Bare Escentuals is among the world's top beauty brands. In 2012, the mineral makeup line sold to Japanese cosmetic company Shiseido for $1.7 billion. When Leslie Blodgett became CEO in 1994, Bare Escentuals looked destined to fail. However, Blodgett quickly realized the power of DRTV and establishing a connection with her audience. Through the advertising and payment solutions provided by QVC, she was able to build the brand into the household name it is today.
The power of television
Interestingly, it was a connection with television that first introduced Blodgett to the product she would eventually sell. In a recent interview with Glamour, Blodgett spoke of her mother's inclination toward face sans makeup. Without an at-home cosmetics icon, Blodgett began to admire the perfectly applied foundation of the women she saw on TV. Once she got older, she took on several small cosmetics jobs before and during her time at the Fashion Institute of Technology. These small jobs led to internships and bigger positions with brands such as Neutrogena.
Since the beginning of her cosmetics career, Blodgett had been keenly aware of the importance of connecting with her customers. When talking to Glamour, she mentioned a prior cosmetics job that unnerved her. She felt as though the women shopping didn't enjoy the experience, as though they were "bullied" into it.
"That developed my theory on how to treat people in retail," she said.
Then, in 1994, she took a risk. Bare Escentuals, then a small line of only six stores, was failing. John Hansen, an investor, asked her to join the team, and Blodgett quickly became CEO.
Her new position led to a lot of stress. Despite Blodgett's choice to alter the colors and rename the line bareMinerals, the sales didn't come. Then, Blodgett spent a sleepless night watching QVC and realized that DRTV was the perfect way to market her line.
bareMinerals on QVC
The first bareMinerals ad aired August 1997. Blodgett used a combination of sarcasm and wit (as well as a fake diamond) to appeal to her audience, and it worked. The product sold out.
"The voice of the brand became the girlfriend voice," Blodgett told Glamour.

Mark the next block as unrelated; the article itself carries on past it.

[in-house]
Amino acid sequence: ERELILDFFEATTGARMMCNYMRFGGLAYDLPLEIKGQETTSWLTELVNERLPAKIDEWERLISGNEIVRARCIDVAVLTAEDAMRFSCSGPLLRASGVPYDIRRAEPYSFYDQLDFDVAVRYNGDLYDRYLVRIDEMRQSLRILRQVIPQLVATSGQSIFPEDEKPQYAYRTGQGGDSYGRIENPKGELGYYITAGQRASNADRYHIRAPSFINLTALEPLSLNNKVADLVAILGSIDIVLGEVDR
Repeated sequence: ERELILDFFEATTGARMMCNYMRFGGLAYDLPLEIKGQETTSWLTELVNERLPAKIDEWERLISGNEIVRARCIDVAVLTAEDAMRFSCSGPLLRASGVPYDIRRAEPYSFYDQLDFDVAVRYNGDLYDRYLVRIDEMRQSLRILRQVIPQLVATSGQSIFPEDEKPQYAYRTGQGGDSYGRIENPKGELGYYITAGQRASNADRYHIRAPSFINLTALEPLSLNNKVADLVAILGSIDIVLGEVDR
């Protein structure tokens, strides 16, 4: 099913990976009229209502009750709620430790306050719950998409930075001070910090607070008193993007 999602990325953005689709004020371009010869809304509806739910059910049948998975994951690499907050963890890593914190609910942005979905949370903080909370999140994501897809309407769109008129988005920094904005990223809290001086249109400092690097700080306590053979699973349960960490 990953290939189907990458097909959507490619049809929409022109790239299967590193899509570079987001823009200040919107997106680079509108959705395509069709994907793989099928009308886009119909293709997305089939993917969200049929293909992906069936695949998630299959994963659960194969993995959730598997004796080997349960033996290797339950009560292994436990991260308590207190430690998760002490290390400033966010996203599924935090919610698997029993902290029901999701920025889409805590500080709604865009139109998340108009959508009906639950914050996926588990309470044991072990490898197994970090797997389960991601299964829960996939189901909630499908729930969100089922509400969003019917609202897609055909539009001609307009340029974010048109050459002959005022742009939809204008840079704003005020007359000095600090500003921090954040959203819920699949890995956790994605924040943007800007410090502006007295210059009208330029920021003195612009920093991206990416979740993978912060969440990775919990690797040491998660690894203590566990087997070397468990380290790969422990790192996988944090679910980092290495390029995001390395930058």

Soon, products were selling at a rate of $1.4 million an hour, according to the New York Times.
Sales increased as Blodgett continued to display the mineral makeup line on television, but so did the number of women with questions about the product. The QVC message boards were filled with women curious about mineral makeup, and Blodgett spent hours answering them. She was passionate about the line and knew that engaging her customers would increase the effectiveness of the QVC ads. Blodgett saw her efforts pay off as fans began interacting with each other and answering questions before she'd get the chance. Soon, the brand was promoted through full-length infomercials and distributed in stores.
In 2014, Blodgett became the first woman awarded the Visionary of the Year award by WWD Beauty Inc. This honor was given for her dedication to direct marketing and customer engagement.
"I love this industry. I love what it does for women," Blodgett said at the awards ceremony. "I love the people who make it happen: driven people, competitors, innovators who push through barriers and create delightful products, new technology and new ideas that create new realities."
Blodgett brought her company to success by utilizing DRTV and connecting with her customer's wishes. QVC put Blodgett right in the homes of her customers; she instructed them in application techniques, listened to their questions and provided what they wanted.
"You have to hire people who love people, and you have to take care of your customers," she said to Forbes.
DRTV companies can follow in her steps by increasing accessibility, ease of use and offering customers a variety of payment solutions.
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